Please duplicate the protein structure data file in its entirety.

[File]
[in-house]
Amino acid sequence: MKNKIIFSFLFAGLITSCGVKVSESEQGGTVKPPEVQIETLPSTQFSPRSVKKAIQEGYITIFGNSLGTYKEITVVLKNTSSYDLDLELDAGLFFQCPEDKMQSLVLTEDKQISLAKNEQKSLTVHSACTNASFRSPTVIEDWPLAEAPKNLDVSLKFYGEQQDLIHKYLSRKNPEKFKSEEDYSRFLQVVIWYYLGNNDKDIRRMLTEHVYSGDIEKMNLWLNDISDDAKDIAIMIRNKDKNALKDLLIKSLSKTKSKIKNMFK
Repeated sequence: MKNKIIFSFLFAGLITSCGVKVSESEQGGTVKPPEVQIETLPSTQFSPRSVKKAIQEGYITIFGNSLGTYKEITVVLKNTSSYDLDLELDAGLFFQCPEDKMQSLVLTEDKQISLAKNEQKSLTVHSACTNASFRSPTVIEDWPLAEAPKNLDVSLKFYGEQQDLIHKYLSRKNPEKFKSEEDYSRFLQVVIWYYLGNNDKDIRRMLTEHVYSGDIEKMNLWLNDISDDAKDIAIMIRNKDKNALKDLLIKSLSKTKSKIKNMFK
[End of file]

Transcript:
[in-house]
Amino acid sequence: MKNKIIFSFLFAGLITSCGVKVSESEQGGTVKPPEVQIETLPSTQFSPRSVKKAIQEGYITIFGNSLGTYKEITVVLKNTSSYDLDLELDAGLFFQCPEDKMQSLVLTEDKQISLAKNEQKSLTVHSACTNASFRSPTVIEDWPLAEAPKNLDVSLKFYGEQQDLIHKYLSRKNPEKFKSEEDYSRFLQVVIWYYLGNNDKDIRRMLTEHVYSGDIEKMNLWLNDISDDAKDIAIMIRNKDKNALKDLLIKSLSKTKSKIKNMFK
Repeated sequence: MKNKIIFSFLFAGLITSCGVKVSESEQGGTVKPPEVQIETLPSTQFSPRSVKKAIQEGYITIFGNSLGTYKEITVVLKNTSSYDLDLELDAGLFFQCPEDKMQSLVLTEDKQISLAKNEQKSLTVHSACTNASFRSPTVIEDWPLAEAPKNLDVSLKFYGEQQDLIHKYLSRKNPEKFKSEEDYSRFLQVVIWYYLGNNDKDIRRMLTEHVYSGDIEKMNLWLNDISDDAKDIAIMIRNKDKNALKDLLIKSLSKTKSKIKNMFK